Screenshot from FamilySearch.org
This collection contains images of soundex cards to naturalization petitions. A guide to using a soundex appears at the beginning of most of the image ranges within this collection and corresponds with NARA publication M1917: Index Cards to Naturalization Petitions for the United States District Court for the Eastern District of Michigan, Southern Division, Detroit, 1907-1995. For additional information on soundex indexes see the wiki article, Soundex.
The records usually include the following information:
- Full name of citizen (sometimes a name change is indicated)
- Date naturalized
- Name of court
- Certificate number
United Kingdom – Northamptonshire – Baptisms
Findmypast offers more great finds in the collection titled Northamptonshire Baptisms. This collection contains over 14,000 transcripts of original baptism records and covers 34 parishes across the East Midlands county. These records cover the years 1559 through 1901.
The level of detail found each transcript will vary, but most will include names, baptism date, baptism place, the names of both parent’s, document reference, page, and entry number. Remember, these are transcripts only and do not contain an image of the original document.
United Kingdom – Northamptonshire – Hospital Admissions
The collection at Findmypast titled Northamptonshire, Northampton General Hospital Admissions 1774-1846 consists of over 126,000 transcripts of original admission registers held by the Northamptonshire record office. These transcripts will allow you to discover whether your ancestors were admitted to the hospital, when they were admitted, why they were admitted, and the year they were discharged. Most records will also reveal the nature of ailment and the outcome of their treatment.
More on African-American Genealogy
Coming up next month in The Genealogy Gems Podcast episode 201: An interview with Angela Walton-Raji on finding African-American ancestors. She shares tons of resources!
Even if you haven’t found any African-Americans on your family tree, the challenges and rewards of African-American genealogical research are both fascinating and moving to learn about. And, learn other tips and tricks for genealogy research by listening to our archived free podcasts.
by Lisa Cooke | Jun 24, 2016 | 01 What's New, Records & databases
We have a new title for our Friday series, but it is still your go-to list for new and updated genealogical records! Here is this week’s suggestions for Australia, North Carolina, and Florida. Happy hunting!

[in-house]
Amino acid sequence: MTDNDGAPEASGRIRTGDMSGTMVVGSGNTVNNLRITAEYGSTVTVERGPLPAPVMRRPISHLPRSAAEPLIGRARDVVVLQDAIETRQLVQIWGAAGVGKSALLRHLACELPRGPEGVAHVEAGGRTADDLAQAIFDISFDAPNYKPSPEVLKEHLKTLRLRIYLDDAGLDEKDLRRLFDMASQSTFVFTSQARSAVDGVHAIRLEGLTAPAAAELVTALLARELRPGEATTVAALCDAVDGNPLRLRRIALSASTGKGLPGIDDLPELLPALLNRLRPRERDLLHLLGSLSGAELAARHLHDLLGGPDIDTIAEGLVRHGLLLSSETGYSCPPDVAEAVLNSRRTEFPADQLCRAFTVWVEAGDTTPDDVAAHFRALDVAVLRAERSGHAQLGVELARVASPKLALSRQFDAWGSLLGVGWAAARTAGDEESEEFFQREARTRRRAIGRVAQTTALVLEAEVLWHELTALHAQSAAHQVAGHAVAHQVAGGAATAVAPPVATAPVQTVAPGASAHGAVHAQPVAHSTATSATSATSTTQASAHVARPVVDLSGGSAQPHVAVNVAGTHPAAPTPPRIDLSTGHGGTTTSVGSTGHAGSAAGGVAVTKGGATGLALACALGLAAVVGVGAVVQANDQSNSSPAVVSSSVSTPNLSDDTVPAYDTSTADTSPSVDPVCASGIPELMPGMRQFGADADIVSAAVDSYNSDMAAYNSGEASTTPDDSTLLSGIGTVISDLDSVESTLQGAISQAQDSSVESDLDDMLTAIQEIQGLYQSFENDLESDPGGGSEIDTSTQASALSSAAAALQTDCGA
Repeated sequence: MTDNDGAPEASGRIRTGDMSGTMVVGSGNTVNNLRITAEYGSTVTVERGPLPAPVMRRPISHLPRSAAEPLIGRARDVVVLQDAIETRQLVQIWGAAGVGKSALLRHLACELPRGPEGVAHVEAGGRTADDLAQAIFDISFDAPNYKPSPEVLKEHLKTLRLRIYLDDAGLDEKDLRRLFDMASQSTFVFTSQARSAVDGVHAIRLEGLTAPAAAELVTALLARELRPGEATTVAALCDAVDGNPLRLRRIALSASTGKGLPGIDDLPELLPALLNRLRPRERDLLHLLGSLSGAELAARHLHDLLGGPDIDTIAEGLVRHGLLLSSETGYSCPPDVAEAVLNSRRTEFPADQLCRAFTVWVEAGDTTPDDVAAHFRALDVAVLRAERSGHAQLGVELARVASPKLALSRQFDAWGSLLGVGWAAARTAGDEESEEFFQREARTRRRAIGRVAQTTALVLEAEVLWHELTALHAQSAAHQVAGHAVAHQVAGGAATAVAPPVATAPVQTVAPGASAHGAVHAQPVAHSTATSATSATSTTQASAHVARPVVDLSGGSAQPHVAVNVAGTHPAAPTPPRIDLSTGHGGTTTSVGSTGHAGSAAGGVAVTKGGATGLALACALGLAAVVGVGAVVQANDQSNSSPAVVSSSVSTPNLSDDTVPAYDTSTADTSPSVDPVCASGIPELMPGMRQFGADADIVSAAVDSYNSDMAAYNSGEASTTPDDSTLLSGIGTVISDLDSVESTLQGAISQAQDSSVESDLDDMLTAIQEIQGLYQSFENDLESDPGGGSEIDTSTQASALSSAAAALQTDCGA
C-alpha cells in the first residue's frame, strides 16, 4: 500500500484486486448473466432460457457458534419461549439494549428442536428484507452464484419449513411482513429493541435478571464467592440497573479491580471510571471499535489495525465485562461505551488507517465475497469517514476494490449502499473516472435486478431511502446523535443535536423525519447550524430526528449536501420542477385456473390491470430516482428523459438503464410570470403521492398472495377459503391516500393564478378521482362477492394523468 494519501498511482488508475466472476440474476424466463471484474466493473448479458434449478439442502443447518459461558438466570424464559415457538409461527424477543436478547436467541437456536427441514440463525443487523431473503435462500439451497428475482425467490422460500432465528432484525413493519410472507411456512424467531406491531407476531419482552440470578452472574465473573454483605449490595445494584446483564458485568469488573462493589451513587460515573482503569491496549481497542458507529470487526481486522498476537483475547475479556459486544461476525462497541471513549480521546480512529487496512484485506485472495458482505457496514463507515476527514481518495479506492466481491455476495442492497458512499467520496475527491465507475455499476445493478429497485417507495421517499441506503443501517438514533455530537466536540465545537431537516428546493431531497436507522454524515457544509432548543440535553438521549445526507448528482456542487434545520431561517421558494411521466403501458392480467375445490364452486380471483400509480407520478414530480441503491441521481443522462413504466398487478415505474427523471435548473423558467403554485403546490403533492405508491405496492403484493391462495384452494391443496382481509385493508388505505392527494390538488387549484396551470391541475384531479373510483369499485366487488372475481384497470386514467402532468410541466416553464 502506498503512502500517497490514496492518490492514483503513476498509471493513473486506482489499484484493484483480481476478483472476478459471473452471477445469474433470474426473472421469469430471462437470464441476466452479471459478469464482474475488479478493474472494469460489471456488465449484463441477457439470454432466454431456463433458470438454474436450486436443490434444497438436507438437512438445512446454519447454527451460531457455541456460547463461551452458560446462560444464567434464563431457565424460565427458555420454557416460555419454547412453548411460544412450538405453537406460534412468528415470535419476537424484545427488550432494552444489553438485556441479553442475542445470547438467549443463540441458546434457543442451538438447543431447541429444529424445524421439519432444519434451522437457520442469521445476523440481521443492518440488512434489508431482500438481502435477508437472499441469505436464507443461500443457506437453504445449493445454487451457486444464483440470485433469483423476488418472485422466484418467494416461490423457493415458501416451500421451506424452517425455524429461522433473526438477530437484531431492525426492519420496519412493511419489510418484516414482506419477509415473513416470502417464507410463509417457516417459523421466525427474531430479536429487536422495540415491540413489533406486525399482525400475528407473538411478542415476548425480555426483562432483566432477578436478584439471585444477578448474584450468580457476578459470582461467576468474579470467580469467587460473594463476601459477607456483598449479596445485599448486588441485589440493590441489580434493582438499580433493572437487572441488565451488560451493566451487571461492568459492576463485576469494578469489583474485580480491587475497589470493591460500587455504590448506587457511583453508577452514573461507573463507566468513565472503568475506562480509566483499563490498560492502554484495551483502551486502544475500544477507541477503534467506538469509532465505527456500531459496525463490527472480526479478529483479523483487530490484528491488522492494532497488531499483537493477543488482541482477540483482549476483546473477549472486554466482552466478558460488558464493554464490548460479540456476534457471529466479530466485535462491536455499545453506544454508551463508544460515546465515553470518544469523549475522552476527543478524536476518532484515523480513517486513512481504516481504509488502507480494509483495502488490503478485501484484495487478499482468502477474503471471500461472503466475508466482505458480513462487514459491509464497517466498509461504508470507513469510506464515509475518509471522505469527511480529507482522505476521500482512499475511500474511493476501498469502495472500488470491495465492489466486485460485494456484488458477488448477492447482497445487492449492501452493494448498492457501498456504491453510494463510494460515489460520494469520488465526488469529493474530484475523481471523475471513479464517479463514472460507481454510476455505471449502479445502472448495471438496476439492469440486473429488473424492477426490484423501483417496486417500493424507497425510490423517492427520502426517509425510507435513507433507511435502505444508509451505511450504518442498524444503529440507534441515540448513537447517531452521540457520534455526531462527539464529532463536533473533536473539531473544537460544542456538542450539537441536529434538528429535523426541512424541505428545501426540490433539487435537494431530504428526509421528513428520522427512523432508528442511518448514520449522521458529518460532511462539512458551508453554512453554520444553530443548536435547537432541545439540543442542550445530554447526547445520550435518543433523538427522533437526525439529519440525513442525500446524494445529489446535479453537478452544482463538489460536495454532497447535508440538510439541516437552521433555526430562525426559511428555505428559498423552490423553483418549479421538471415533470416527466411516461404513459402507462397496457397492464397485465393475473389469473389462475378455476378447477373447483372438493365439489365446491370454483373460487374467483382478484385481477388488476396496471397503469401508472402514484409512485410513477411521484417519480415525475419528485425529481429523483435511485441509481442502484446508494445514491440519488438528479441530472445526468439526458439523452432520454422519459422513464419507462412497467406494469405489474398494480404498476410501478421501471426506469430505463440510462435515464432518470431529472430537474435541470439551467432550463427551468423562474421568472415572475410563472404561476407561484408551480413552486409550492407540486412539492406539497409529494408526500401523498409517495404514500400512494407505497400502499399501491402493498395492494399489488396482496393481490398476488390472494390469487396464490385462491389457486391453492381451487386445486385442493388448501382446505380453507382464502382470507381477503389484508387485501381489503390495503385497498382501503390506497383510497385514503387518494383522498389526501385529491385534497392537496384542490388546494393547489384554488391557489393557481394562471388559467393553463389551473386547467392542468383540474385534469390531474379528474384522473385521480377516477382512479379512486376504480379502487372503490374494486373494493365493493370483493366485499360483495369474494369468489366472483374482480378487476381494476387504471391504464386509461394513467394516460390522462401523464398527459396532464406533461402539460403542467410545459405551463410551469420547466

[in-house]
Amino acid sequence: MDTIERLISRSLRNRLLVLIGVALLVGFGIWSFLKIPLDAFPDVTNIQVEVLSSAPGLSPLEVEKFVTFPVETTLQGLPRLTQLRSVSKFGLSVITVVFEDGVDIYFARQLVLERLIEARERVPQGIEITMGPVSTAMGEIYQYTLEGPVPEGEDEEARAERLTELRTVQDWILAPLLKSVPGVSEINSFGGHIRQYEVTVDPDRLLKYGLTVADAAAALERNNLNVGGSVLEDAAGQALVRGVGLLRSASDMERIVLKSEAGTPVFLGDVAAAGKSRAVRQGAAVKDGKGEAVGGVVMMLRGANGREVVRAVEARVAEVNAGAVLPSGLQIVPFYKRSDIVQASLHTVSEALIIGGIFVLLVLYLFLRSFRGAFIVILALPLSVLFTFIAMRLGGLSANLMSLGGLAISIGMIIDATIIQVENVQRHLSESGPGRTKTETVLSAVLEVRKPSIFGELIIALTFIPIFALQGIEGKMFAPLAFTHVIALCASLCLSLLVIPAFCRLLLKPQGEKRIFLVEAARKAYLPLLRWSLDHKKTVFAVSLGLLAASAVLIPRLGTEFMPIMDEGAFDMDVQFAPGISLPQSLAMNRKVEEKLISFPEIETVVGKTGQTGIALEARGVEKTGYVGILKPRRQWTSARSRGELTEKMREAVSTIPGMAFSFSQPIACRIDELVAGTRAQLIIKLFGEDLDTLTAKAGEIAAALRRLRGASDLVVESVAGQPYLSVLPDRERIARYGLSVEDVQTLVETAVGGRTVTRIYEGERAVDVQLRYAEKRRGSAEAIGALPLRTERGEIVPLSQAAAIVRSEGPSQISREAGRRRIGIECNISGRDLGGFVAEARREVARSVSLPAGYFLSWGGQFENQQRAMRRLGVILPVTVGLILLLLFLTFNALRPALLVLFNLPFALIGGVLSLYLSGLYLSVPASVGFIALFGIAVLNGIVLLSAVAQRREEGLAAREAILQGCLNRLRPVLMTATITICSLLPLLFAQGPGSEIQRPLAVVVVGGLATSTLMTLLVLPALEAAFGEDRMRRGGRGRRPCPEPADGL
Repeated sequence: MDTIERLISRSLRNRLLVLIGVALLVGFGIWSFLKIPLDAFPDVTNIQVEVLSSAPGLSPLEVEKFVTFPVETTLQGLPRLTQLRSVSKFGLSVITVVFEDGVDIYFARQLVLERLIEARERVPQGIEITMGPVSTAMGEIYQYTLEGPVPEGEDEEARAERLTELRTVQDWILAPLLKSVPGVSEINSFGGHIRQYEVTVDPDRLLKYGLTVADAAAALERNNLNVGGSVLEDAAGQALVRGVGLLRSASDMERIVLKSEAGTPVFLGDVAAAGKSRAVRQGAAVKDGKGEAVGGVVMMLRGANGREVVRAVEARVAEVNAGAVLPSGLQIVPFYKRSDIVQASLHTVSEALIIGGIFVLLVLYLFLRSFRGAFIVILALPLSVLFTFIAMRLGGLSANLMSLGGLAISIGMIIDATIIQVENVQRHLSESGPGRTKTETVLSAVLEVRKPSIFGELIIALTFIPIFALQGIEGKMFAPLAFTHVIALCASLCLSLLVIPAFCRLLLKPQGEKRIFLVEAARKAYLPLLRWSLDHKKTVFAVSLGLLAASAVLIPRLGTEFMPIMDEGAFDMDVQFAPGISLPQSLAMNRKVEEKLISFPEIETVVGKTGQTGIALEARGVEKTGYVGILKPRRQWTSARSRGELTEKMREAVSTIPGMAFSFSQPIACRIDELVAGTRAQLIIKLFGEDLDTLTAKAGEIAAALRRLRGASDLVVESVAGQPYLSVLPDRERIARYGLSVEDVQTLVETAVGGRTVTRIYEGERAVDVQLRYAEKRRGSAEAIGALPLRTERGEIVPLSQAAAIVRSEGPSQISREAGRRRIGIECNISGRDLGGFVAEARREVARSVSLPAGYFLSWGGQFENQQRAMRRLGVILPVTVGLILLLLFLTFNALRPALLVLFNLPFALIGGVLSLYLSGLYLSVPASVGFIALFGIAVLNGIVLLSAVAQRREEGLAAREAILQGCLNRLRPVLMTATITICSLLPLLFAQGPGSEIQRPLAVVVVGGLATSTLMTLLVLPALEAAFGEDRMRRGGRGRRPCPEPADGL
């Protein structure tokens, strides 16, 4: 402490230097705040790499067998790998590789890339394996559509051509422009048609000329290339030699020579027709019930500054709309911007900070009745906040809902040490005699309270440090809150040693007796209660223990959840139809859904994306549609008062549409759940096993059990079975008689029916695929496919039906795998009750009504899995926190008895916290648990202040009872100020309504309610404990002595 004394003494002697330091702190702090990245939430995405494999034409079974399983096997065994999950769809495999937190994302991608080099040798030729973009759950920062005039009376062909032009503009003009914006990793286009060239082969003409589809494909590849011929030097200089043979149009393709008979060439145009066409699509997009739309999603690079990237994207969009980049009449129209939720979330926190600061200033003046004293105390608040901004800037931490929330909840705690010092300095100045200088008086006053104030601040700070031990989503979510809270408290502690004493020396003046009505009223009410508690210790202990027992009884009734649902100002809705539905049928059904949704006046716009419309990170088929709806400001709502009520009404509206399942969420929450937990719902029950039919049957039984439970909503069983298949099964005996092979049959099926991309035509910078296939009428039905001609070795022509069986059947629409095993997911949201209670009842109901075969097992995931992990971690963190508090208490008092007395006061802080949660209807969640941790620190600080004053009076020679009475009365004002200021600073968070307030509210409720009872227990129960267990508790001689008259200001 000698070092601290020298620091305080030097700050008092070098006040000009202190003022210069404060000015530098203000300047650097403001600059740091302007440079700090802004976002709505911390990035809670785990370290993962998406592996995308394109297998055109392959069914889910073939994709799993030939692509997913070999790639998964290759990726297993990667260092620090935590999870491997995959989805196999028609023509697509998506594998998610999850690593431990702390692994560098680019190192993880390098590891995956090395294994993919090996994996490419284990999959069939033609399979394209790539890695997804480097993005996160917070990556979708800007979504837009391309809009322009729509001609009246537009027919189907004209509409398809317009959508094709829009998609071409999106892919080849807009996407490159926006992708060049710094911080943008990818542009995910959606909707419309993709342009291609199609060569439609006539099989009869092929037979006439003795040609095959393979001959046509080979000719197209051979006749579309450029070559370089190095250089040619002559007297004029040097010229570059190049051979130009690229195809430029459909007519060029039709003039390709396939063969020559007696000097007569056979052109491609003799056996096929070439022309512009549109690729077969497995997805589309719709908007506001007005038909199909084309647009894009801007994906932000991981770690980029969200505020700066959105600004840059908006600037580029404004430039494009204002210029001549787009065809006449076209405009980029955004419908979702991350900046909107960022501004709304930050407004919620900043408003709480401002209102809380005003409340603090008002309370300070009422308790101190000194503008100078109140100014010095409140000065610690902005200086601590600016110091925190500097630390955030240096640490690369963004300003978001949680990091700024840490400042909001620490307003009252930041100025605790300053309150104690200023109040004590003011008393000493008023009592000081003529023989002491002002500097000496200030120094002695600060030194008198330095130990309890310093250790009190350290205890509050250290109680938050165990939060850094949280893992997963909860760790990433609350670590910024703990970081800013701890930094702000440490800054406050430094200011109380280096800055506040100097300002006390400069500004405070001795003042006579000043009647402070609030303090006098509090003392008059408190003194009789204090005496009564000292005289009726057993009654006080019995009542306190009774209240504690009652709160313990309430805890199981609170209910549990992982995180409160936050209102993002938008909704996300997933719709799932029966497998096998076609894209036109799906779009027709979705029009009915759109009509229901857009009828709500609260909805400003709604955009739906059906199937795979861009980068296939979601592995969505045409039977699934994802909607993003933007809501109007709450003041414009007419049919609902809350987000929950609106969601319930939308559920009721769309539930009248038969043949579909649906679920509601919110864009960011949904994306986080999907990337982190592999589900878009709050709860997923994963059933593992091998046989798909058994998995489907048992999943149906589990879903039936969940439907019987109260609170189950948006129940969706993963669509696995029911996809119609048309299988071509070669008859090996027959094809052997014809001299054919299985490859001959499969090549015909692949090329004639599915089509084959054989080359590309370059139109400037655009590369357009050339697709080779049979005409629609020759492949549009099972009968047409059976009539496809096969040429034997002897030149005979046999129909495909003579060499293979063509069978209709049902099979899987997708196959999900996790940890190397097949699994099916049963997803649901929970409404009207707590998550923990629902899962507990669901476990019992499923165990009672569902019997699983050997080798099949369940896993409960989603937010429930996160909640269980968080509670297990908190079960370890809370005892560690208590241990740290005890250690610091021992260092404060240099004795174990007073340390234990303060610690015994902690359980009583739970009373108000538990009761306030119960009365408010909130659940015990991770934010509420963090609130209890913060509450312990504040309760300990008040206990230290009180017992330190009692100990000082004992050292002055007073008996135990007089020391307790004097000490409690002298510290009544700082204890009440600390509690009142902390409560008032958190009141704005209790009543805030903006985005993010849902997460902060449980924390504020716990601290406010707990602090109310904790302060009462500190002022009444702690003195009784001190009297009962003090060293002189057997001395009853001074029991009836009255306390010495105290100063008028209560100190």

AUSTRALIA – MILITARY
Fold3.com has added WWI Service Records for Australian soldiers to their website. This collection contains service dossiers for the Australian Imperial Force, Australian Naval and Military Expeditionary Force, Royal Australian Naval Bridging Train, Australian Flying Corps, and the Australian Army Nursing Service. It also has depot records for those serving at home. Records found in this collection are administrative files that only provide a general overview of the individual’s service. Further information may include details about casualties, wills, medals, pensions, mail, and personal effects.
UNITED STATES – NORTH CAROLINA – LAND GRANTS
Ancestry.com now offers the North Carolina, Land Grant Files for 1693-1960 for those researching this area. Organized by county name, these records offer warrants, surveys, and sometimes a hand drawn map. Additional information may include:
- Certificate number
- Name of grantee
- Number of acres
- Date the grant was issued
- Entry Book and page number
- Location description
UNITED STATES – FLORIDA – PASSENGER LISTS
Florida, Passenger Lists, 1898-1963 is a record collection provided by Ancestry.com. It is an index-only of passenger lists of ships and airplanes arriving from foreign ports to various Florida ports. The names found on this index are linked to images of the passenger lists, which were copied from the NARA microfilm. Information you might find on these indexed records include:
- Given name and surname of passenger
- Age, sex, and ethnicity/nationality
- Birthplace and last residence
- Name of friend or relative
- Final destination
- Port of departure and/or arrival
- Date of arrival and/or departure